Here's a grim statistic: The estimated funeral costs for the baby boomer generation will be half a trillion dollars. Now many members of that demographic are looking for alternatives to expensive contemporary burials and funerals. It's not just about the money though; out of concern for the environment, more and more people are now opting for green burials, opening up opportunities for entrepreneurs who provide such services.
A lot of the things people typically buy to lay their loved ones to rest can pollute the earth and downplay the element of death. Embalming fluid prevents the natural decomposition of a cadaver and is toxic to the environment. Burials often feature big metal caskets that look more like a Cadillac than a coffin, and AstroTurf around the grave that prevents mourners from seeing dirt.
Going back to more traditional rituals from before the U.S. started using embalming fluid in the Civil War, a green burial does not use toxic chemicals. The dead are placed in biodegradable pine boxes or shrouds, and buried in holes dug by shovels without a cement vault.
Joe Sehee, the founder of the Green Burial Council, a nonprofit that certifies cemeteries and funeral-related businesses as environmentally conscious, says the green burial industry is altering the traditional funeral industry. "We have this antiquated, merchandise-based model that is starting to change," he says. "People are entering the field on the cemetery side, a whole new breed of funeral directors, morticians, and casket makers have been born, and all of them find a great deal of honor in this work, but don't want to be merchants."
Call for Social Responsibility
Billy Campbell, a family doctor in Westminster, South Carolina, opened the first conservation burial grounds, or "green cemetery," in the U.S. in 1998--a 71-acre swath of preserved forest land in Appalachia named Ramsey Creek Preserve. Since then, Campbell and his wife Kimberley have buried 300 people and sold another 400 graves. But Ramsey Creek is not the only green cemetery of its kind anymore. With help from the Green Burial Council, there are now 36 green burial grounds across the country.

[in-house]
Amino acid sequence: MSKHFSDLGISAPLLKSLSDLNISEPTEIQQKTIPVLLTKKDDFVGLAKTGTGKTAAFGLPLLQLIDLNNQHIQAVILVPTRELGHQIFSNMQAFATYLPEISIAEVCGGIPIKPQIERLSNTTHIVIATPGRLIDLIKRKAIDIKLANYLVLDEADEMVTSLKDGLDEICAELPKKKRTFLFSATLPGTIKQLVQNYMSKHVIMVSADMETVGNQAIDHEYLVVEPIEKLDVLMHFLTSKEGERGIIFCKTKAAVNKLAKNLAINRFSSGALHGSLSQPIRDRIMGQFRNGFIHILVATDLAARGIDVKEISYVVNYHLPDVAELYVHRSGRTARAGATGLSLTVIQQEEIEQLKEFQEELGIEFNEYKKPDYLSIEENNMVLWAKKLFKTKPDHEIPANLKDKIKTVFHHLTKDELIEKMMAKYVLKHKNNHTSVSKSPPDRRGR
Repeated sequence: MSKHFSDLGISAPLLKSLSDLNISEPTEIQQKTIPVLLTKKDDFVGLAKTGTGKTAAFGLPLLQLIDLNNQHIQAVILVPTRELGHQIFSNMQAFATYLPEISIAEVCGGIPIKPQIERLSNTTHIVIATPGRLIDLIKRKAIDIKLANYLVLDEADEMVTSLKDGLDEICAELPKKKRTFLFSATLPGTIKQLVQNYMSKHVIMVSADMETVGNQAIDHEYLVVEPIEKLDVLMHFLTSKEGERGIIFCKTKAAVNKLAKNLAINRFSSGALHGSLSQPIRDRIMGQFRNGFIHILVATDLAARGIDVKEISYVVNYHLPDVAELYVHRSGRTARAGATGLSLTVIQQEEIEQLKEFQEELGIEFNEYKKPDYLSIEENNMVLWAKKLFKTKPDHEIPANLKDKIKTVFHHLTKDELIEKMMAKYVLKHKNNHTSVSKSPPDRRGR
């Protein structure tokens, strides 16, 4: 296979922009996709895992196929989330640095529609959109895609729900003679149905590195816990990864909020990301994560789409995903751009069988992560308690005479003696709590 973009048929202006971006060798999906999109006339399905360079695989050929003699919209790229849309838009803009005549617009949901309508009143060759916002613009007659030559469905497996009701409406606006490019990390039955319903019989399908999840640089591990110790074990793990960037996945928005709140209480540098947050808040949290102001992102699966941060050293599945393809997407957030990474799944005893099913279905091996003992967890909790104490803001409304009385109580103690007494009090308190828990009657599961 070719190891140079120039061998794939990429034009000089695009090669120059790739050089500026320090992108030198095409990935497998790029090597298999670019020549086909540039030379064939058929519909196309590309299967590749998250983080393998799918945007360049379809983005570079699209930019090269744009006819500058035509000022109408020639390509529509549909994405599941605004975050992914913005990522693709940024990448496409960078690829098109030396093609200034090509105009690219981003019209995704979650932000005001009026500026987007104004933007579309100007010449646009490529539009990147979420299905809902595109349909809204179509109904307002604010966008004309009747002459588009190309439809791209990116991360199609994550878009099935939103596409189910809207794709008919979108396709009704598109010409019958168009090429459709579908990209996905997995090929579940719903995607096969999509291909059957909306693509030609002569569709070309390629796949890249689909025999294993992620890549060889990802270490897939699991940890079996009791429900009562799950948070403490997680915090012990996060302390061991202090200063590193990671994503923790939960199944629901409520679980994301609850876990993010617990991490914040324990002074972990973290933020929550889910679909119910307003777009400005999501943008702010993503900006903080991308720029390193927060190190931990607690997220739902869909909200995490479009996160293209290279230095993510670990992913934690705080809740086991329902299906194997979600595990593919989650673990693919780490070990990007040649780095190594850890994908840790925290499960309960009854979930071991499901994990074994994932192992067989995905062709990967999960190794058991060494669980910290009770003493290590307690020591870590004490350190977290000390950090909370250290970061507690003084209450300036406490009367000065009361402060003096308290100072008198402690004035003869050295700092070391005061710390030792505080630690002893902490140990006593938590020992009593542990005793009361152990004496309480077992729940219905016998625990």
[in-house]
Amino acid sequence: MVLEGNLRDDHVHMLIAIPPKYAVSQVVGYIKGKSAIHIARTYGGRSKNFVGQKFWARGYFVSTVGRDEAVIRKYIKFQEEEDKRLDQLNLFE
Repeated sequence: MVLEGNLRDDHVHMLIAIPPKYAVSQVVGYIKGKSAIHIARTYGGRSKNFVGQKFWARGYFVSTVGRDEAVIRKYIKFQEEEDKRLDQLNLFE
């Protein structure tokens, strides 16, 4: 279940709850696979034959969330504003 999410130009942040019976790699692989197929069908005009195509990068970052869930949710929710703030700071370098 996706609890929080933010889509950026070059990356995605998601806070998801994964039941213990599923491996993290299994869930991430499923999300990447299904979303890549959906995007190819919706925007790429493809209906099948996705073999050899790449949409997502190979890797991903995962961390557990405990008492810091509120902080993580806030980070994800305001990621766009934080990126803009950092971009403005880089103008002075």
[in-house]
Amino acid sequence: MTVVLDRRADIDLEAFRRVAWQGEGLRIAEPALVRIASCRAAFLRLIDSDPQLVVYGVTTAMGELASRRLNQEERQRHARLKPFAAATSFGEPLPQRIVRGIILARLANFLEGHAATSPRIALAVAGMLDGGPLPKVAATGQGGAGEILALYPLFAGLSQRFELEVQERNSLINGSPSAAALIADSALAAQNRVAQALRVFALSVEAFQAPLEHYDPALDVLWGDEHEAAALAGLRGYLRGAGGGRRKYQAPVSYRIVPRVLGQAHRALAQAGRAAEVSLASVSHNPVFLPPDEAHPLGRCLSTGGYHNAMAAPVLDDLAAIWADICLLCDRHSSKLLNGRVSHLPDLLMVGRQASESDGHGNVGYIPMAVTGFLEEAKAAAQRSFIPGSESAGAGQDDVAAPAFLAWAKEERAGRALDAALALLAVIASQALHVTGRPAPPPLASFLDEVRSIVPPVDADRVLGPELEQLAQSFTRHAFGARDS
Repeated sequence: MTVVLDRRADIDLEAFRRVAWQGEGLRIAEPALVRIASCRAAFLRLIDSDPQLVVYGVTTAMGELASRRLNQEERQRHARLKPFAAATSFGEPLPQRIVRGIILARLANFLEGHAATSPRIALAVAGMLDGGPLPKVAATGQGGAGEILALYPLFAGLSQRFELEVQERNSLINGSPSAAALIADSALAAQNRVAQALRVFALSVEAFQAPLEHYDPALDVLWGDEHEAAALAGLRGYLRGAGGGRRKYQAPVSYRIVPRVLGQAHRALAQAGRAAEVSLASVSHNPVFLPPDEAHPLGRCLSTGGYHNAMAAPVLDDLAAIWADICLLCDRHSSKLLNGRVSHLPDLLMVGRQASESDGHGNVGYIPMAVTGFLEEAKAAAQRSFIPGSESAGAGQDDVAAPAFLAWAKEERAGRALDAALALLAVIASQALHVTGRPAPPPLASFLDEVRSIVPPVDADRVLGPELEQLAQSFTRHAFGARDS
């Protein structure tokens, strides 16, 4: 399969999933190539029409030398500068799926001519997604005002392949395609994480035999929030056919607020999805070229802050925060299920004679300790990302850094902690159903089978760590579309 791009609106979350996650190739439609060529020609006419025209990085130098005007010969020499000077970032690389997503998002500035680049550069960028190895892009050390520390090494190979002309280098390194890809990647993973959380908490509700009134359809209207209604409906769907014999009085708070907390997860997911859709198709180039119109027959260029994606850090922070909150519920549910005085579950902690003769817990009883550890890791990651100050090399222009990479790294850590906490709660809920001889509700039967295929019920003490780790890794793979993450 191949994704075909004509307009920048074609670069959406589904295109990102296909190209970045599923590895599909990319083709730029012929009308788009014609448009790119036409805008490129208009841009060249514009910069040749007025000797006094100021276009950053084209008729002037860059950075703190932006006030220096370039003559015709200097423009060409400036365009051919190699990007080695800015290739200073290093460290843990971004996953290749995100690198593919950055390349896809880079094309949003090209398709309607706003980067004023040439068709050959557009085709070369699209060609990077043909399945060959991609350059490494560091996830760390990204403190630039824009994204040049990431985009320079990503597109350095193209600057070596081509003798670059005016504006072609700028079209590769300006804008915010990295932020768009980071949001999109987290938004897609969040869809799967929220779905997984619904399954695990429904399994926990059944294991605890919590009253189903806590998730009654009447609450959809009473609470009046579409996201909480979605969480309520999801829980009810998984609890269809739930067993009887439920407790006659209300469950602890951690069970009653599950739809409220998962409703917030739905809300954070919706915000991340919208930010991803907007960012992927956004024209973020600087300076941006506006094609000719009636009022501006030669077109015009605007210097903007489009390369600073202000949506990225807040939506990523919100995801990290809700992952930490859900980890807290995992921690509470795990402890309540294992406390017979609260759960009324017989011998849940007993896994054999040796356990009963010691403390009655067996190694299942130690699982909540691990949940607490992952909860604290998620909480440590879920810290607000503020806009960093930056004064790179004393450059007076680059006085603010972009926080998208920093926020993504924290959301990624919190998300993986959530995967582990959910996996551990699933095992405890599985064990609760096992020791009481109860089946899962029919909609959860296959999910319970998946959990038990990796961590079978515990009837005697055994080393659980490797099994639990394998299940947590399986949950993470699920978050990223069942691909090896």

"If there has ever been a business that needs social responsibility, it's the death care industry. The current industry is out of touch with what people want," said Campbell, who had just finished digging a grave, in a phone interview. "It's not the waste of land, it's the waste of potential. It's just weird, it's a denial of death--why would you want to bury someone who looks like they are sleeping? All the products you're buying and burying in the ground every year has made a lot of people feel like the process is not in touch with their values."
Campbell cites an AARP report that found that over 30 percent of the baby boomer generation said they would like some kind of green burial. With the cost of a grave at Ramsey Creek set at $2,400--and no extra costs or merchandise to buy--people can save thousands of dollars in funeral costs while saving the environment from pollutants, Campbell says. Conservation burial grounds are permanent nature preserves, he adds--the more people buried, the more acres that will remain wild.
Luc Nadeau, the founder of Nature's Casket, a recycled pine coffin company in Longmont, Colorado, said he got the idea to enter the green burial industry eight years ago after realizing a pile of wood pallets in his backyard would make a good coffin. He ended up giving those pallets away, but in 2008 a beetle epidemic killed 3 million acres of blue-stained pine--the perfect wood for a traditional box. Since then, he has used that inventory to make 150 caskets by hand out of his garage, without cutting down any trees.
Compared to metal caskets, which pollute graves and can cost more than $2,000, Nadeau's locally sourced caskets are sustainable and cost around $800. He says that although it can be a morbid field to work in, it's a meaningful trade to make environmentally conscious caskets for people in need.
"It's a gratifying business," he says. "It's meaningful, my customers are grateful, and I'm able to help people at a vulnerable time."
Nadeau says green burials help to bring a better sense of closure compared to the contemporary funeral, which has taken shape "to euphemize death--graveyards became cemeteries, coffins became caskets, and undertakers became funeral directors," he says. "People value the older tradition that brings us to deal directly with death."
Signs of Change
Green burials can take a variety of forms--Sarasota, Florida-based Eternal Reefs, for example, will mix your loved one's cremated remains into a eco-friendly cement reef ball and place it in the ocean--and awareness of the options is spreading. To further the cause, Amy Cunningham, the funeral director and celebrant of Brooklyn, New York-based Greenwood Heights Funeral & Cremation Services, hosts education seminars to help people learn the rules of green burial. She also runs a blog, The Inspired Funeral, which highlights green cemeteries and environmentally conscious urns, shrouds, and other products.
Cunningham says she has overseen five green burials already this year. "Disrupting is too strong a word, but this year has seen a great deal of change," she says. "Pretty soon though, people will be coming in and asking about these services and will eventually come to expect it. The directors who aren't paying attention to it will become less relevant."